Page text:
Persona (1966)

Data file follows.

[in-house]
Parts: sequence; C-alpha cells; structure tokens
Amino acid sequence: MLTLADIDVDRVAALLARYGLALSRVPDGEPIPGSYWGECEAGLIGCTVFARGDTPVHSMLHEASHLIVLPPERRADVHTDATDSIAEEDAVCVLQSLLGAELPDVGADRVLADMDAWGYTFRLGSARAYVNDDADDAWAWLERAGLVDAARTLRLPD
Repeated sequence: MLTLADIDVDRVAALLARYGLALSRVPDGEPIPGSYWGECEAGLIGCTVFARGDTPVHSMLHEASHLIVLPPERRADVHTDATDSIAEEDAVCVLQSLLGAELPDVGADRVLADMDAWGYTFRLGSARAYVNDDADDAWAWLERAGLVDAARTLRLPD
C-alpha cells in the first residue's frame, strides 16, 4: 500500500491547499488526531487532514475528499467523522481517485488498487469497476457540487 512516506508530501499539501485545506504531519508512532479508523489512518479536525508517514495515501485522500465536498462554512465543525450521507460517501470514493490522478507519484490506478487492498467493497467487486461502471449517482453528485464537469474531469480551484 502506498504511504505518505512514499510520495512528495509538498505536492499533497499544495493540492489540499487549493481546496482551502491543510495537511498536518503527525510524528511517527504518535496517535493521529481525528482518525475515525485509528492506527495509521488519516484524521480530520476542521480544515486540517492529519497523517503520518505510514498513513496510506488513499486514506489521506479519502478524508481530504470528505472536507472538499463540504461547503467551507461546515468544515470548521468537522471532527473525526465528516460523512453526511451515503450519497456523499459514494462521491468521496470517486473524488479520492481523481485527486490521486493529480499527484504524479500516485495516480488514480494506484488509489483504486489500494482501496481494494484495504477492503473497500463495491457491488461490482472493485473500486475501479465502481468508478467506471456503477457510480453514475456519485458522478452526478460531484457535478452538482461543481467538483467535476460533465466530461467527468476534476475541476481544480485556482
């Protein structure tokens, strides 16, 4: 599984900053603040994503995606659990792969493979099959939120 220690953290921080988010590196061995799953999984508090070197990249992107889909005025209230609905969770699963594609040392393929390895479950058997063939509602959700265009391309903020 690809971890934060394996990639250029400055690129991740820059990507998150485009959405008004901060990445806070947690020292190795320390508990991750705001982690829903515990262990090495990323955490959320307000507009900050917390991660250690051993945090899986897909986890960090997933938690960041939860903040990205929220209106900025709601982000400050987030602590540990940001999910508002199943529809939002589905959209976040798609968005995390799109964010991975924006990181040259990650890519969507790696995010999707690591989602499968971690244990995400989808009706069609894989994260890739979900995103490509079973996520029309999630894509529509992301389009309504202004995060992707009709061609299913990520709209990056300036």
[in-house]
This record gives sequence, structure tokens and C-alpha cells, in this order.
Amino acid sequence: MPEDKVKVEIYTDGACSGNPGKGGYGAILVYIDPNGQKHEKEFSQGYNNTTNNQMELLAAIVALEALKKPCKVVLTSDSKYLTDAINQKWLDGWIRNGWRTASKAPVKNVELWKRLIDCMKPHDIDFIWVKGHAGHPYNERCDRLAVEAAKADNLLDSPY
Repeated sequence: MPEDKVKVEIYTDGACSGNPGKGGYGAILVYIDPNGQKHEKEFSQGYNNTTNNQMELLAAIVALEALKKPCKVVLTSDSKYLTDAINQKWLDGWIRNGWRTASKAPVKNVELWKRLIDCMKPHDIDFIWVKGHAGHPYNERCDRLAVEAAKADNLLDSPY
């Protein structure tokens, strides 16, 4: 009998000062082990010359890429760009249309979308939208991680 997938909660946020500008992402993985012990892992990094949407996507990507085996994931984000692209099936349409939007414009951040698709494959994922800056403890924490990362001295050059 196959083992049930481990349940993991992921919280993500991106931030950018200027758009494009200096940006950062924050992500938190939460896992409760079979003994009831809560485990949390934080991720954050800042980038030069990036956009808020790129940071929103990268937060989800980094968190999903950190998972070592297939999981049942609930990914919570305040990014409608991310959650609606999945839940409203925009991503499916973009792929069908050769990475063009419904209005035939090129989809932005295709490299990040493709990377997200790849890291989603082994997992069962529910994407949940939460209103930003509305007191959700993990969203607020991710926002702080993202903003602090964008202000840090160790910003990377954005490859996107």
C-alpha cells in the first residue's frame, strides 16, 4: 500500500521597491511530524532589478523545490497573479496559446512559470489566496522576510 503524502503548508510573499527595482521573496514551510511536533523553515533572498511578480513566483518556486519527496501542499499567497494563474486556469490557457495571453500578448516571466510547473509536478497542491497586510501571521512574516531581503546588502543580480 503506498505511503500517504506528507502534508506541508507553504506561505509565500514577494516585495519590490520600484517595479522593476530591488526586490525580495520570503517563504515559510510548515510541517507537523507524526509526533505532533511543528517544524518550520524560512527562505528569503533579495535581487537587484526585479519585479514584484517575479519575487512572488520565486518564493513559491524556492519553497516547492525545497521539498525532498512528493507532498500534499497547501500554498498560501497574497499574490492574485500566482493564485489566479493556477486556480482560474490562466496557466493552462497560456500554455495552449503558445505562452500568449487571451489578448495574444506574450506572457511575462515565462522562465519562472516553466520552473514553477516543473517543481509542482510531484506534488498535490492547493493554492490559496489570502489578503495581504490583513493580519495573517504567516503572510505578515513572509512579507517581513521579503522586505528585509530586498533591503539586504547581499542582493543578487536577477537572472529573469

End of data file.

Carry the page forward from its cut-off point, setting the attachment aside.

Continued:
I’ve found an online source for almost all of Ingmar Bergman’s films, so at some point in the future I will be covering the rest of that oeuvre here, but since this was on SBS2 tonight I decided I may as well cover it now… This was, I think, my third viewing of Persona, and it was about as unsatisfying an experience as my previous efforts with it. I seem to often use the phrase “admire rather than love”, or some variant thereupon, and this is certainly one of the more extreme examples of what I mean by that; I can look at it as I did tonight, I can recognise that it does constitute a certain achievement, and I can do this without actually liking, let alone loving, the damn thing. As Bergman’s “chamber dramas” go, this is about as “chamberish” as it gets, with only two main characters—a nurse (Bibi Andersson) looking after an actress (Liv Ullmann) who’s gone more or less catatonic after some sort of never really explained breakdown—and a handful of minor characters who barely really figure. Andersson must have about 90% of the dialogue in the film, and she really is remarkable in the film because it’s not exactly easy stuff… least of all the quite amazing beach sex monologue. And I think the narrative is actually reasonably clear; in dealing with the mute woman, the nurse’s own hitherto buried emotional problems are brought nearer the surface (I think the usual guff about “personality transference” is overstated). But there’s something hugely unappealing about the presentation of this material, and something that feels frankly forced about its “avant-gardeness”, if that’s what you want to call the prologue business and other bits like that. It’s that prologue in particular which makes the film feel—to me at least—more like a parody of a mid-60s European art film than anything else, or as if Bergman somehow didn’t quite have the courage to go properly “out there” or something.

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